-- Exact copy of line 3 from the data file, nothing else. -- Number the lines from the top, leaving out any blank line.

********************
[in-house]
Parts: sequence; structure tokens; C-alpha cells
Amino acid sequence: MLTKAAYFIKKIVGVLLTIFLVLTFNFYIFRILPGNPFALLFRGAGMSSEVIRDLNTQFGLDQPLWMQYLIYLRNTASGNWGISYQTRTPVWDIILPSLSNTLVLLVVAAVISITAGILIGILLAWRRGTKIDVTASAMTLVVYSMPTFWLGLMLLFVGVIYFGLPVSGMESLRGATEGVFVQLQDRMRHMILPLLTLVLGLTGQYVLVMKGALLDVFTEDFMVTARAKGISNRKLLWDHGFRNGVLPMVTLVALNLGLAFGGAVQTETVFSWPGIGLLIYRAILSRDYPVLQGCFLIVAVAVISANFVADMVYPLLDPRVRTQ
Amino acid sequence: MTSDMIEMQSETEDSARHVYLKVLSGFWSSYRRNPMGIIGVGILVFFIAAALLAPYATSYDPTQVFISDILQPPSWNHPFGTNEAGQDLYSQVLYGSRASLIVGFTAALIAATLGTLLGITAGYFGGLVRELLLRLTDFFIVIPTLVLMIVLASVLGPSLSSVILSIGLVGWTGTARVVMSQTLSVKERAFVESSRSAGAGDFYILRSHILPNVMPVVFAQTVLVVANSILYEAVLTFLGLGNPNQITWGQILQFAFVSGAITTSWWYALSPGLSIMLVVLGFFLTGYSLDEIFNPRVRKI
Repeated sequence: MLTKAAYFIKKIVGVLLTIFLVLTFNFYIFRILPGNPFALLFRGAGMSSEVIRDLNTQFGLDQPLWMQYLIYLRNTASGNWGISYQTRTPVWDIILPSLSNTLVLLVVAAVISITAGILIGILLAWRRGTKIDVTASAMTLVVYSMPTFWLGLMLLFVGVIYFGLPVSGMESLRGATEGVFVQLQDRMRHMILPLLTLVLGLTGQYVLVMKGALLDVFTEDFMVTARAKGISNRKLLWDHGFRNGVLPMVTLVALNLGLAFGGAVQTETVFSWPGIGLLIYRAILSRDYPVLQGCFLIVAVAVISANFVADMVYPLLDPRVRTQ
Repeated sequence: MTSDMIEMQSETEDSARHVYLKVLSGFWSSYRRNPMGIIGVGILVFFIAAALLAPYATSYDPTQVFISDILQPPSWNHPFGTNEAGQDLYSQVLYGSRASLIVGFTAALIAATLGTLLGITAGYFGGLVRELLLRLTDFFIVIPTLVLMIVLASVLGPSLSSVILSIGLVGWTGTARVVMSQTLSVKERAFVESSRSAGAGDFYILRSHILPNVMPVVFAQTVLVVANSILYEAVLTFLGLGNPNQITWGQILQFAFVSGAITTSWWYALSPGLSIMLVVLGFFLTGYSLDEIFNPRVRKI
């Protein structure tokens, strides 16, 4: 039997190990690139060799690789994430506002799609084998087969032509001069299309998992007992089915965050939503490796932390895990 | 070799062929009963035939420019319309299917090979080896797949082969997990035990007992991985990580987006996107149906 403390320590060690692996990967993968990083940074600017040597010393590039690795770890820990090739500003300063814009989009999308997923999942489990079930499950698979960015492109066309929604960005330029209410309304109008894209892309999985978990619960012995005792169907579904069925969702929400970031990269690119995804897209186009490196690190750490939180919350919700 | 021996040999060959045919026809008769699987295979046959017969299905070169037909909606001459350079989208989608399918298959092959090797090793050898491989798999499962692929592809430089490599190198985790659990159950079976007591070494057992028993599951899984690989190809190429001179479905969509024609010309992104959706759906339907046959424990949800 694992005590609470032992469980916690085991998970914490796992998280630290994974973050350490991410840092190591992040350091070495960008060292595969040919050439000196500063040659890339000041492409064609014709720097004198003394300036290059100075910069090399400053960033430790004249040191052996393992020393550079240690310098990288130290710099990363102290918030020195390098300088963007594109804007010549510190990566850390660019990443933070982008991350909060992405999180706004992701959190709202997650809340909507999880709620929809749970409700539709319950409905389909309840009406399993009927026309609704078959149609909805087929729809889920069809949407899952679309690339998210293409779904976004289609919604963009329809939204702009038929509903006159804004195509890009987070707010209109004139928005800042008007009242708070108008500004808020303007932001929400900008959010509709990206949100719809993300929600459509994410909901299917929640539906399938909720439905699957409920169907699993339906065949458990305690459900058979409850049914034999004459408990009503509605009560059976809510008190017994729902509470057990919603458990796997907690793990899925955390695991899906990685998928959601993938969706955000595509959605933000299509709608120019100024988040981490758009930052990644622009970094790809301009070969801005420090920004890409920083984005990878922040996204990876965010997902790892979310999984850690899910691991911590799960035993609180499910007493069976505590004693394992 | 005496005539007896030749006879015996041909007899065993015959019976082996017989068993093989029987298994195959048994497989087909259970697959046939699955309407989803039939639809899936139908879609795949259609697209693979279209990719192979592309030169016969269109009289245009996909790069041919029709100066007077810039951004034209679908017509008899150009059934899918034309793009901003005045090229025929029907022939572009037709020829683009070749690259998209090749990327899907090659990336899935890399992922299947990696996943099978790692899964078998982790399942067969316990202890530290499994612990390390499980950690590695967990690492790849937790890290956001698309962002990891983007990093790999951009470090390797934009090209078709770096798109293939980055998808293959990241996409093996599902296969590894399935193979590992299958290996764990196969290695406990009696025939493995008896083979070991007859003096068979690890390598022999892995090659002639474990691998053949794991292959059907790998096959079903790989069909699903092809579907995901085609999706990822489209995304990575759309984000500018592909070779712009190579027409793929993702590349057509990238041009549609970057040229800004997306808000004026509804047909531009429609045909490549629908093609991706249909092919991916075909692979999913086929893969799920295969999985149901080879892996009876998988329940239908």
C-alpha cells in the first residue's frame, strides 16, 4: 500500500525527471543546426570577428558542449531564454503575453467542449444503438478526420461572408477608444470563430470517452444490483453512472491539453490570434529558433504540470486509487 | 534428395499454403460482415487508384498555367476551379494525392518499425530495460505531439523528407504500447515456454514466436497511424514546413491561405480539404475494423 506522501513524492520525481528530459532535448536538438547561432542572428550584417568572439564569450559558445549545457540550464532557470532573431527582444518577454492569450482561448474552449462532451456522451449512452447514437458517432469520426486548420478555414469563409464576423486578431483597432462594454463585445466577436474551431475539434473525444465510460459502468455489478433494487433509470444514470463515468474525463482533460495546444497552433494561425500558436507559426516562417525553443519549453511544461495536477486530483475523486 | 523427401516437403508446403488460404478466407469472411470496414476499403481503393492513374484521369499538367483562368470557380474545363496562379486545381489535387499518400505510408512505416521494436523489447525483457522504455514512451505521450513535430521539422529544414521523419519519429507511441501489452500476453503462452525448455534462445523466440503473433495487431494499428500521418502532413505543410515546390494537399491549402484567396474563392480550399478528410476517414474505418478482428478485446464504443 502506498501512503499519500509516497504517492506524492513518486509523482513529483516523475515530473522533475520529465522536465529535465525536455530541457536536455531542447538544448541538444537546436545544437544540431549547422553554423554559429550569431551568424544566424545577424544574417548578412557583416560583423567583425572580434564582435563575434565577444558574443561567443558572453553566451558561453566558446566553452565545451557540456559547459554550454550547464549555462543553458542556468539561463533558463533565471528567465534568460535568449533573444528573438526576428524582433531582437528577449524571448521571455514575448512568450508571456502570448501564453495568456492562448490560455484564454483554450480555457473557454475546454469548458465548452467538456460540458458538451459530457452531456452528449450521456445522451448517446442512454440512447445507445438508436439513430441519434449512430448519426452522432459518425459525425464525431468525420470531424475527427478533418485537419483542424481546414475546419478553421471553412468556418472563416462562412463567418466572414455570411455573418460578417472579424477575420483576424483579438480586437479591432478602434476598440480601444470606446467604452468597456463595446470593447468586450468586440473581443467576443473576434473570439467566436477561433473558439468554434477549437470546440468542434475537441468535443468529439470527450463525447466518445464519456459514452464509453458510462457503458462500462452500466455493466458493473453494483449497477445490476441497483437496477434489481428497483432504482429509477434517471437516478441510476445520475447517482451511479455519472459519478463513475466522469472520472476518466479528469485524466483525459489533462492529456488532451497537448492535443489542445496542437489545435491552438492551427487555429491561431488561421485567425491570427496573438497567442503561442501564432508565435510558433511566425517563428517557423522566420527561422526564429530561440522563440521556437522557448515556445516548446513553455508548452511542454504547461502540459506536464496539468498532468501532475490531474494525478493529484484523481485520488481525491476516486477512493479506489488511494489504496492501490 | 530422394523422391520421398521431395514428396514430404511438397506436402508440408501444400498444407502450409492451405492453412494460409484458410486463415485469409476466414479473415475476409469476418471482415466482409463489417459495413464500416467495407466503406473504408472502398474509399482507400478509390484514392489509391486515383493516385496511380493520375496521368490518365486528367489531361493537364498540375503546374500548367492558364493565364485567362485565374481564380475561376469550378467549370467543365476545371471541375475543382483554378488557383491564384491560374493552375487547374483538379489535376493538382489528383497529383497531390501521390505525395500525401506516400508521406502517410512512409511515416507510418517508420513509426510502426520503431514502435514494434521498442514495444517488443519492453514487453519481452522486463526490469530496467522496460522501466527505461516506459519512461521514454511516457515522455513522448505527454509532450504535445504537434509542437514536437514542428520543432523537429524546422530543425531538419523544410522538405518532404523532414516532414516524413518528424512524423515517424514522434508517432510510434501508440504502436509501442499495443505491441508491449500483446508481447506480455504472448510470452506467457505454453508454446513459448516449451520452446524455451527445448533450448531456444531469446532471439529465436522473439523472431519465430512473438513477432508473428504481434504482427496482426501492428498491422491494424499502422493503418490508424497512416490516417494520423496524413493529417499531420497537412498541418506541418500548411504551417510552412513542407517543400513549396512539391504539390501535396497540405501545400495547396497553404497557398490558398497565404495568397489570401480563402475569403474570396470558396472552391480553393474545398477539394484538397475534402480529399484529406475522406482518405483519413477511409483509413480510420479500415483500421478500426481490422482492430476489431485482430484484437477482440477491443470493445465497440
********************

Amino acid sequence: MLTKAAYFIKKIVGVLLTIFLVLTFNFYIFRILPGNPFALLFRGAGMSSEVIRDLNTQFGLDQPLWMQYLIYLRNTASGNWGISYQTRTPVWDIILPSLSNTLVLLVVAAVISITAGILIGILLAWRRGTKIDVTASAMTLVVYSMPTFWLGLMLLFVGVIYFGLPVSGMESLRGATEGVFVQLQDRMRHMILPLLTLVLGLTGQYVLVMKGALLDVFTEDFMVTARAKGISNRKLLWDHGFRNGVLPMVTLVALNLGLAFGGAVQTETVFSWPGIGLLIYRAILSRDYPVLQGCFLIVAVAVISANFVADMVYPLLDPRVRTQ